Year-over-year average rent growth among mid-quality, three-star apartments declined during the third quarter for the first time in 2014, while average rents in higher quality four- and five-star apartments have been dropping since the second quarter of 2013…. Why has the rent gap shrunk?…. An unprecedented number of new apartment units (about 24,000) have arrived in the area in the past two years, increasing the total apartment inventory by roughly 5 percent. That new supply wave cut rents for four- and five-star apartments even further, even as rents at three-star apartments continued to outperform. But the narrowing may be slowing as the wave of supply takes its toll on three-star rents as well, working in renters’ favor.
But all of this is beside my current point. Despite these problems, I actually agree with Grabar’s central argument, which is that New York City proper is unlikely to solve its affordable housing crisis – is unlikely, in other words, to create a city in which people of average and below-average income can reasonably expect to find housing without major financial strain – by allowing lots of private-sector construction and using inclusionary zoning to squeeze out some non-market-rent units from that construction.
No, my point is that a reader of that piece won’t necessarily understand why this strategy, even if actually implemented, is unlikely to work. Interestingly enough, I think a Truthout piece from last October does a pretty good job on that front (their subject is San Francisco, but the principle is the same):
Take it from a person who knows supply and demand very well, the president of the San Francisco-based start-up and real estate investment firm, Engmann Options Inc. “You can’t build enough housing units to meet that insatiable demand in order to get the price down where it can become more affordable,” Engmann said.
…Developers won’t be able to build an unlimited supply of housing, or even build to a point where prices will drop substantially.
The problem with attempting to match supply and demand in places like New York and San Francisco – world capitals of industries that generate ungodly sums of money, cultural playgrounds for the world’s aristocracy – is that the demand is simply enormous, and there is no practical way to build enough to meet it. At least, not in the built-up central cities. (Notably, many of New York’s suburbs are actually quite low-density, and adding lots of housing there – where the majority of people in the New York metropolitan area already live – could go a good ways towards lowering average prices across the region.) That’s why we need to nationalize Manhattan.
But when the reason is articulated this way, a few things become clear. First of all, if we’re no longer implying that the laws of supply and demand for some reason simply don’t apply to housing – we’re merely pointing out that, given the circumstances in NYC and SF, there’s no way to supply enough to meet demand – we can see that even if building a lot doesn’t solve the problem (as in, yay, we’re done), it can slow or arrest the rise in rents, which is certainly not a bad thing. See, for example, Washington.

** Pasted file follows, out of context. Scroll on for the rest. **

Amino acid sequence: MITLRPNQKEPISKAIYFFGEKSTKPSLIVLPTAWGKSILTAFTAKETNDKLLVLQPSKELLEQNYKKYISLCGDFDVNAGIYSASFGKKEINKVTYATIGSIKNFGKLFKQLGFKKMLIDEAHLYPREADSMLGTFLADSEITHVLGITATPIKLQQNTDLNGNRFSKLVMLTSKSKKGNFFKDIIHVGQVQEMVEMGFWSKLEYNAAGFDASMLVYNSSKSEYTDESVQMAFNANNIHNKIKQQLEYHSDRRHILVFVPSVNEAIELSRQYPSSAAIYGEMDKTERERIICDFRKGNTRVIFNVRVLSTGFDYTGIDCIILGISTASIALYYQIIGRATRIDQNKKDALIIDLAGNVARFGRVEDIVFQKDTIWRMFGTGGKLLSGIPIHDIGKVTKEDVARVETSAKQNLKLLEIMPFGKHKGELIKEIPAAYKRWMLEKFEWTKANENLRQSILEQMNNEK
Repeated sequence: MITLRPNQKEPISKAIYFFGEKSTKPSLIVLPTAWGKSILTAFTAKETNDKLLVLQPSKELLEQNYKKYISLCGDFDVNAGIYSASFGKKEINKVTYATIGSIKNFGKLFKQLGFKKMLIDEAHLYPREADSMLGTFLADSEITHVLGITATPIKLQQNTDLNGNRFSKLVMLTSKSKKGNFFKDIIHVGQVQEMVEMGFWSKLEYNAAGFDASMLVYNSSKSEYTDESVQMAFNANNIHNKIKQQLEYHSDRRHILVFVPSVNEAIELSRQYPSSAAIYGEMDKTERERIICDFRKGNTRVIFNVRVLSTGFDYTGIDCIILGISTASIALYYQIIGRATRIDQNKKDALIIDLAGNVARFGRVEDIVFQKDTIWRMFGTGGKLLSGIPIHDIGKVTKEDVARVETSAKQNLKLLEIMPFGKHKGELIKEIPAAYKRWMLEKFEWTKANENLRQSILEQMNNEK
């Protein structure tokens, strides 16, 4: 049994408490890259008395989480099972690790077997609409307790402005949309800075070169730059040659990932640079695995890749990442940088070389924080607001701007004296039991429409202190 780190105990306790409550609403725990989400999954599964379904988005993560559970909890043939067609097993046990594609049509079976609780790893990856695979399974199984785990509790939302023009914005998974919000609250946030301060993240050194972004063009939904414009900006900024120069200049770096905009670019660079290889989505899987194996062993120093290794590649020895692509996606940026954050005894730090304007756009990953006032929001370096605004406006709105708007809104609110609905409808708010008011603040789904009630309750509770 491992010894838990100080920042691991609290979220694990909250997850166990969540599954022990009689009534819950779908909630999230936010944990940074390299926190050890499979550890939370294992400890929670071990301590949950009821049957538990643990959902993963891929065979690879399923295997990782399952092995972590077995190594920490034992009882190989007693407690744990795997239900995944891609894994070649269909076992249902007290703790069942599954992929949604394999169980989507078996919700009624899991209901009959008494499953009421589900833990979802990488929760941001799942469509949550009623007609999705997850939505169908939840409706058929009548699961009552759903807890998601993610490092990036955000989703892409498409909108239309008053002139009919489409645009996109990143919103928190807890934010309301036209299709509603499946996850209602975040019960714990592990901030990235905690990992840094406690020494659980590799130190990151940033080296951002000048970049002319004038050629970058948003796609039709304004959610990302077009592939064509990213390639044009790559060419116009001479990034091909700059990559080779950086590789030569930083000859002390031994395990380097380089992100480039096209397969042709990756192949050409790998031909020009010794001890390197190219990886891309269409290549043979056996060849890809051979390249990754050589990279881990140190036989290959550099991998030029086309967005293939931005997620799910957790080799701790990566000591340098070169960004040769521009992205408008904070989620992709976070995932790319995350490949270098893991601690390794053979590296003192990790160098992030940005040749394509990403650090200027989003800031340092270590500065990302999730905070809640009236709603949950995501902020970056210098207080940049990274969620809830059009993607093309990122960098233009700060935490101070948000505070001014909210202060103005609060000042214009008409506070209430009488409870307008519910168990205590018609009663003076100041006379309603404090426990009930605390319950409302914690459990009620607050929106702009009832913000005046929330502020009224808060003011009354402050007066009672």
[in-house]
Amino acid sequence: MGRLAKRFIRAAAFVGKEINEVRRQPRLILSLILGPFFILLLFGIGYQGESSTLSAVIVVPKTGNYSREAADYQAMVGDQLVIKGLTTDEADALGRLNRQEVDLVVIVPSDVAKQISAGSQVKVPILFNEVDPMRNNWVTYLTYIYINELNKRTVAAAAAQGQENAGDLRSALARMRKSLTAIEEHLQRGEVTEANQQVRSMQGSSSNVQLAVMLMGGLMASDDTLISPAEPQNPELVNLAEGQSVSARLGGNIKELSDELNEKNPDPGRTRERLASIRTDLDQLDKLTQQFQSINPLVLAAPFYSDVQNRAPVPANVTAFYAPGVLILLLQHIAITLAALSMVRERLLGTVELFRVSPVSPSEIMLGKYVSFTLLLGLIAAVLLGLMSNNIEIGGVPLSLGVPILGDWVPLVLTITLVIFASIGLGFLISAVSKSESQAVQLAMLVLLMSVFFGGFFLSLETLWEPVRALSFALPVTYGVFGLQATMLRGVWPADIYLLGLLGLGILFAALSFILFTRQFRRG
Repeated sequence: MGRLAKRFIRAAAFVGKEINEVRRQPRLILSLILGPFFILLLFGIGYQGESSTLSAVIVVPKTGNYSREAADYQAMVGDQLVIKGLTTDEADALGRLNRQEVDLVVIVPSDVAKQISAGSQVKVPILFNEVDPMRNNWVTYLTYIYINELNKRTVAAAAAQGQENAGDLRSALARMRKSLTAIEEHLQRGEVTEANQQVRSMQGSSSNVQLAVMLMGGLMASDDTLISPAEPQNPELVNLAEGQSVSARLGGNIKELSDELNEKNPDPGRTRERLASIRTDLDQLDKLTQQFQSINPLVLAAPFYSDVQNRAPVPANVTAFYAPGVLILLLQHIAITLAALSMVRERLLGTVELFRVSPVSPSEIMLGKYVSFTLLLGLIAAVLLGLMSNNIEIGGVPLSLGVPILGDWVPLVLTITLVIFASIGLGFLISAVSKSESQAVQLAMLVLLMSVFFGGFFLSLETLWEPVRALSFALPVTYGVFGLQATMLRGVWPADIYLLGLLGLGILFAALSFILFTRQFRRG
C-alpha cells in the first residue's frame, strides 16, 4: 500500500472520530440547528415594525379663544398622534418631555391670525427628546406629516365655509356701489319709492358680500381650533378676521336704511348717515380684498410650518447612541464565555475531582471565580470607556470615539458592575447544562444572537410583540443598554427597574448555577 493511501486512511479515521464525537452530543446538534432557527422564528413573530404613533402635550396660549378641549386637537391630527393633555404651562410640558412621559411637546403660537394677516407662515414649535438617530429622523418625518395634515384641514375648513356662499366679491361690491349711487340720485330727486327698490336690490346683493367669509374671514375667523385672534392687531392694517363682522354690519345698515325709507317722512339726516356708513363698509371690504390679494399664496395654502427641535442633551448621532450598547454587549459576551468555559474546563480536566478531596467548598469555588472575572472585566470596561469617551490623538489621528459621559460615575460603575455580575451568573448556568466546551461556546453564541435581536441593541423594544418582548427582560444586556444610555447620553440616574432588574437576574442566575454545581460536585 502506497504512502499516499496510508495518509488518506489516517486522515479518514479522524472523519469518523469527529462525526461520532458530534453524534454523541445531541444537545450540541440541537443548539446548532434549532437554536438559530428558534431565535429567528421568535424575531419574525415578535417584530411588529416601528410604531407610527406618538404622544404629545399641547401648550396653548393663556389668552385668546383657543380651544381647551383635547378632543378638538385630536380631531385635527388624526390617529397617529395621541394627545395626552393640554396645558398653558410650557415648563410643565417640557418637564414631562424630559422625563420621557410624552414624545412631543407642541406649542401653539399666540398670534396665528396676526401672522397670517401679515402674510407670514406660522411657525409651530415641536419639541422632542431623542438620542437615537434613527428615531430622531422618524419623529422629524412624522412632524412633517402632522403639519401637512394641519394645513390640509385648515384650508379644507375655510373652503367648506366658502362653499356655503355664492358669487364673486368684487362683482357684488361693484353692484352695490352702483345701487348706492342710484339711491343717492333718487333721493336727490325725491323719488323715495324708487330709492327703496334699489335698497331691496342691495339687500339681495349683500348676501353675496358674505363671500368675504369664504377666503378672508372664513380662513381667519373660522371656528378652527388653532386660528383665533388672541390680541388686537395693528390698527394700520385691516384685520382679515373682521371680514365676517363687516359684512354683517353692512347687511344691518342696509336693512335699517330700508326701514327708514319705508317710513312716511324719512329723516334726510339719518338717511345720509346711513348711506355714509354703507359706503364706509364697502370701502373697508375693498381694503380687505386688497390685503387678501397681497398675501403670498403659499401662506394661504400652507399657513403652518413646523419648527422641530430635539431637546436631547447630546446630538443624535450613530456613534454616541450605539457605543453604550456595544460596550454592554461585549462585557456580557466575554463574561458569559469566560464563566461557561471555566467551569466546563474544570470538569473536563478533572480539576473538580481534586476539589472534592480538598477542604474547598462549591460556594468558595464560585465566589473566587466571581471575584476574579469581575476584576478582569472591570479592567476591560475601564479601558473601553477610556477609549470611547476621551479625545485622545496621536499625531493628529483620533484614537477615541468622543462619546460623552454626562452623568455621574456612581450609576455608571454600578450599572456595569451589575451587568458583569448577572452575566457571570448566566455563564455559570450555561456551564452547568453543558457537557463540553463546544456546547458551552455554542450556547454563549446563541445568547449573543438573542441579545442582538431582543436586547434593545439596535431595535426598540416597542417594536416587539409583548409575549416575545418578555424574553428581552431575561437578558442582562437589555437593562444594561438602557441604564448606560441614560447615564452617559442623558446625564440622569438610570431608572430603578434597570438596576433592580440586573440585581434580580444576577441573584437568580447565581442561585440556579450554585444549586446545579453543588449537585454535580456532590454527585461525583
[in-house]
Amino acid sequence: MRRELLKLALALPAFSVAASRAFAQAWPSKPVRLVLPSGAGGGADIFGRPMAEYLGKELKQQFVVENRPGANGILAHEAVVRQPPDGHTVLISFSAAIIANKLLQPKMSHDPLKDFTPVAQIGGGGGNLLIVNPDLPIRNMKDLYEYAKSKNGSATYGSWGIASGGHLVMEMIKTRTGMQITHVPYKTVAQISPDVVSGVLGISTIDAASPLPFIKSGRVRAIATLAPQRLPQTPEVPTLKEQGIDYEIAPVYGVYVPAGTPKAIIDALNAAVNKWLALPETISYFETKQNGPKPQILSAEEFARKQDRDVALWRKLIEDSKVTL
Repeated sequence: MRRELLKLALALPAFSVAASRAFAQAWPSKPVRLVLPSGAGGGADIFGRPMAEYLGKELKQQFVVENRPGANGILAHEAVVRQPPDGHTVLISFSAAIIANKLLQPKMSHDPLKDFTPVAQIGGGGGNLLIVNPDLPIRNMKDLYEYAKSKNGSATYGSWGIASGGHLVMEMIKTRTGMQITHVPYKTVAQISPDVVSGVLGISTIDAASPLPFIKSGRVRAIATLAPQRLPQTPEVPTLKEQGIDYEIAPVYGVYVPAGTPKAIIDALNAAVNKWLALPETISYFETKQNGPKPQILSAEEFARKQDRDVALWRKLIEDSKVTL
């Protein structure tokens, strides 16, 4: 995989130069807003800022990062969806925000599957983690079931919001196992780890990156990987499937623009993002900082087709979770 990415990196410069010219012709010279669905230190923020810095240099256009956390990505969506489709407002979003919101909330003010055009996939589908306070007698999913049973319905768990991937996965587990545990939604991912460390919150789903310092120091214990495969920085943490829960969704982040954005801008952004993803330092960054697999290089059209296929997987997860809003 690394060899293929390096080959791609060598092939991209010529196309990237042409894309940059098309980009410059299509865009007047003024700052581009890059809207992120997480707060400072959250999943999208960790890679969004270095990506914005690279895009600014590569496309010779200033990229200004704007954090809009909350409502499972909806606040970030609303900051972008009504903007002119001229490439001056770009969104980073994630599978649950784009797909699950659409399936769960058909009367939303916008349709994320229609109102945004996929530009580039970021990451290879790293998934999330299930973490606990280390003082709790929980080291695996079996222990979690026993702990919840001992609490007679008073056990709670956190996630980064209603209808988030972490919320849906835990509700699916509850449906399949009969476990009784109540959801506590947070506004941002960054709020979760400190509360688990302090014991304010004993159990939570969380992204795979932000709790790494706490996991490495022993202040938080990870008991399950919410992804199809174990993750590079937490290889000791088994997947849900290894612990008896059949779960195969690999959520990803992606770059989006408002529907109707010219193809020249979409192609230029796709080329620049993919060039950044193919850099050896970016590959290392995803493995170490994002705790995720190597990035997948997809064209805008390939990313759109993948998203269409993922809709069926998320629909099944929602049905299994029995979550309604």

Second, we can see that the circumstances NYC and SF find themselves in are not the circumstances of most American cities. Most American cities are neither world capitals of robber-baron-lucractive industries, nor playgrounds of the global aristocracy. In most American cities, demand for housing is not an insatiable beast. In the vast majority of American neighborhoods, you can, in fact, build enough to meet demand.
Now, that’s still not to say that the only affordable housing policy Chicago (or Seattle, or wherever else) needs is to build until rents are reasonable. As both Grabar and Dylan Ruiz and Joseph Smooke of Truthout mention, the cost of constructing new housing – and, probably more importantly, maintaining older housing – makes it unprofitable to rent below a certain level no matter what, and many people find themselves unable to afford housing even at those market-bottom prices. Even Ed Glaeser, the most libertarian of the prominent housing supply advocates, has staked out a position in favor of massively expanding housing subsidies for the very poor.
But I do think all of this demonstrates the importance of thinking about housing policies beyond whether they fall in buckets labeled “Good” or “Bad.” Most policies don’t solve major problems all on their own, and most policies’ effectiveness depends on the context in which they’re deployed. It should not actually be shocking that the zoning laws that determine how much housing developers can legally build fit both of these descriptions.